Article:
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By Green Minute News:

As an environmental lawyer, Ritwick Dutta has focused exclusively on environmental litigation and has provided support to different communities including tribals, affected people, civil society groups in bringing their issues before the courts. He is the founder of Legal Initiative for Forests and Environment (LIFE) and is heading the organization as its Managing Trustee. 

Dutta graduated in Sociology and Law from the University of Delhi and also has a diploma in Environmental Law. With a firm commitment to protect the remaining wildlife habitats in India, he has taken on companies like Vedanta, Lafarge, Jindal Steel & Power Ltd and many others. He is an Ashoka Fellow and recipient of many other prestigious awards.

R S TEJUS spoke to him on various issues confronting our environment today and the challenges in litigation.

Q1. How challenging it is for an environmental lawyer to litigate against projects in the present political scenario whose motto is unsustainable development.

Litigating against big projects is problematic in whichever situation one is in. It does not matter which political party is in power or which state government you are challenging. Projects are big or large or small not because of the money involved but the political support they receive. 

The main challenge is to convince the courts that they have to decide matters purely based on the law and statutory provisions and not on the basis of external factors such as investments made and the profits to the entity. Putting it in simple words: it is always challenging to do environmental cases irrespective of the political situation.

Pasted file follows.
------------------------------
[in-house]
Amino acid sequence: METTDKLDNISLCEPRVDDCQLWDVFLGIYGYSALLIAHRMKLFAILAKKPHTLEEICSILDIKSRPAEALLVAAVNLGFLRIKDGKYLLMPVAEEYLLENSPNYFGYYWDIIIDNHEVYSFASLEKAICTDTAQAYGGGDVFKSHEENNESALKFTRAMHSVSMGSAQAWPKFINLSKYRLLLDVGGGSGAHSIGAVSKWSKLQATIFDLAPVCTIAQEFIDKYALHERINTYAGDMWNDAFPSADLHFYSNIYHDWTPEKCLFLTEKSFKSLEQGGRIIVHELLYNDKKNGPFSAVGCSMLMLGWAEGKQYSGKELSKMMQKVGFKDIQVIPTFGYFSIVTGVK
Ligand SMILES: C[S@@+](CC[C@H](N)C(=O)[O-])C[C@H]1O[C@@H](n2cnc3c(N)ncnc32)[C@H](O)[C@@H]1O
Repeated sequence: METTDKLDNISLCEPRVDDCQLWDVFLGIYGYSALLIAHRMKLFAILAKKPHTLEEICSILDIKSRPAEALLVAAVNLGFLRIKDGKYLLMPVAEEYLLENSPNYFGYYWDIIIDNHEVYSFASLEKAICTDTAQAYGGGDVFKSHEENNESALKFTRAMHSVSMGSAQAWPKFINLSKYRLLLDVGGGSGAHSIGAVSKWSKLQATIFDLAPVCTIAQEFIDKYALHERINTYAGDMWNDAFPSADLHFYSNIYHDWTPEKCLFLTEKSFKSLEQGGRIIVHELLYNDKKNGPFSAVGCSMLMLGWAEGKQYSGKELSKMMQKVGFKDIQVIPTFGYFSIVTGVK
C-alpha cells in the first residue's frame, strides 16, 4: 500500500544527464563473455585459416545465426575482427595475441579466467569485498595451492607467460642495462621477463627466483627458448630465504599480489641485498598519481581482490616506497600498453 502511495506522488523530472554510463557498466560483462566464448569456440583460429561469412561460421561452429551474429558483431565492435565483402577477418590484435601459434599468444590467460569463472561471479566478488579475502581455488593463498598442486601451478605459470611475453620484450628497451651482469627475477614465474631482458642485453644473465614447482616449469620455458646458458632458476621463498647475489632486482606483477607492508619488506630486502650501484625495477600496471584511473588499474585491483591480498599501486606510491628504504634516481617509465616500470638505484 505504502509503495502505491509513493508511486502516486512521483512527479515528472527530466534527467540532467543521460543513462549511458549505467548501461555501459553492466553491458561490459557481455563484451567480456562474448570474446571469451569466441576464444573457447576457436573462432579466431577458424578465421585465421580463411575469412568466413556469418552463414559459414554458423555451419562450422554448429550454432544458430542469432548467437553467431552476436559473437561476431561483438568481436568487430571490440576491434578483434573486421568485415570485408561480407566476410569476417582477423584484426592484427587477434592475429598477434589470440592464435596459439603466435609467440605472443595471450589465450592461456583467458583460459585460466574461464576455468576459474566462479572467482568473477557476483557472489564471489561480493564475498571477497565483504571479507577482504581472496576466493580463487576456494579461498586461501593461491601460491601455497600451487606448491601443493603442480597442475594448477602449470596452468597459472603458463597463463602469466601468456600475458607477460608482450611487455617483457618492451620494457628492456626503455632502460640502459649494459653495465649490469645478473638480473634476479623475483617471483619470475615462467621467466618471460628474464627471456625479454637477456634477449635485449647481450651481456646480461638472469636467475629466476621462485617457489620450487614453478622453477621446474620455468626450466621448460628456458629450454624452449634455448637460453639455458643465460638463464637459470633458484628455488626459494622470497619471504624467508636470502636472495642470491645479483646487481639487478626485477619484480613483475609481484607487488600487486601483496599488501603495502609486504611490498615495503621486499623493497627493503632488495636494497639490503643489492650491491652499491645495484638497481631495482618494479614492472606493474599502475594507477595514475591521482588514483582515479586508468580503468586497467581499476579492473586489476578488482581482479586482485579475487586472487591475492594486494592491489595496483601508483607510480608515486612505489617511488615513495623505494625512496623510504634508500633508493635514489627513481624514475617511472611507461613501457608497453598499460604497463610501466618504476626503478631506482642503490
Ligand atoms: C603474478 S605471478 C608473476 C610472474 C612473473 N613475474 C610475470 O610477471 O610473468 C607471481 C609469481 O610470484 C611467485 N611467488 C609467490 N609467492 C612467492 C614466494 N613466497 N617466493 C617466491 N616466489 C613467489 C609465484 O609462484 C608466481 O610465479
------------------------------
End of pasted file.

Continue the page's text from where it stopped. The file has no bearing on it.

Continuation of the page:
Q2. How difficult is it to get information during the current state of affairs?

It is not easy. The Right to Information Act is no longer taken seriously by the Government. From being a ‘legal right’, it is now only a ‘request’ made by citizens for information from the government. The government very well knows that in case information is denied; there is nothing that the citizens can do since “appeals” against the decisions takes years to decide. 

The Information Commission is today a retirement home of retired Civil Servants who have all their service life denied information to the public; and to expect them to usher in transparency after retirement is asking for too much.

Q3. The country has seen clearances of hundreds of projects by MoEF&CC; as an environmental lawyer, how to tackle such situations and stop ecologically disastrous projects?

The problem is not about clearances. It is impossible to think of a nation which would not need roads, airports, railway lines and other projects. The problem is the manner in which projects are approved. There is absolutely no concern as well as consideration of the necessity to follow the due process. 

As environmental lawyers our role is to support communities and concerned individuals and groups who are willing to challenge decisions which are ecologically destructive, socially disastrous and opposed to the Rule of law.

Q4. Would you please throw some light on your court victories and the background of it and also about ongoing environmental litigation? 

In environmental cases, there are no real ‘victories’. We only stop projects for a certain period of time. I leave it to the communities to share their victories of cases that we have been involved.

Q5. Isn’t it a very sorry state of affairs to move courts against each project in a democratic country like India? 

I feel we should consider ourselves fortunate that the Constitution provides us right to move courts to challenge ecologically destructive projects. There are countries in the world where such rights do not exist.